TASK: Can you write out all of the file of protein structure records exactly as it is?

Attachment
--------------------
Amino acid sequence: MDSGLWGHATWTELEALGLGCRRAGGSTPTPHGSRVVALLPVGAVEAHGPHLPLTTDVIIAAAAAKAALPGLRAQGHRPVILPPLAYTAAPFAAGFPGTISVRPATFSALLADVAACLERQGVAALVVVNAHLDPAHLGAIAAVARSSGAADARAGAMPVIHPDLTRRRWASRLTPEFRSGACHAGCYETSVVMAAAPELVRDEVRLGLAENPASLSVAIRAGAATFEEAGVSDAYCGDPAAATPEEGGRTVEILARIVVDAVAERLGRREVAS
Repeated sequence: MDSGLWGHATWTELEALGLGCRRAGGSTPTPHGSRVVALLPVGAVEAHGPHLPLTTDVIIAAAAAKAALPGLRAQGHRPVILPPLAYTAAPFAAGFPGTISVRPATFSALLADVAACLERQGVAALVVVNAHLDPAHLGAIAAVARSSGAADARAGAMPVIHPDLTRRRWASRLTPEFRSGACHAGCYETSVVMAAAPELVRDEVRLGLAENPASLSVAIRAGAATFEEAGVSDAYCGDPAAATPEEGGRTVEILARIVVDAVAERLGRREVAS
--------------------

Amino acid sequence: MDSGLWGHATWTELEALGLGCRRAGGSTPTPHGSRVVALLPVGAVEAHGPHLPLTTDVIIAAAAAKAALPGLRAQGHRPVILPPLAYTAAPFAAGFPGTISVRPATFSALLADVAACLERQGVAALVVVNAHLDPAHLGAIAAVARSSGAADARAGAMPVIHPDLTRRRWASRLTPEFRSGACHAGCYETSVVMAAAPELVRDEVRLGLAENPASLSVAIRAGAATFEEAGVSDAYCGDPAAATPEEGGRTVEILARIVVDAVAERLGRREVAS
Repeated sequence: MDSGLWGHATWTELEALGLGCRRAGGSTPTPHGSRVVALLPVGAVEAHGPHLPLTTDVIIAAAAAKAALPGLRAQGHRPVILPPLAYTAAPFAAGFPGTISVRPATFSALLADVAACLERQGVAALVVVNAHLDPAHLGAIAAVARSSGAADARAGAMPVIHPDLTRRRWASRLTPEFRSGACHAGCYETSVVMAAAPELVRDEVRLGLAENPASLSVAIRAGAATFEEAGVSDAYCGDPAAATPEEGGRTVEILARIVVDAVAERLGRREVAS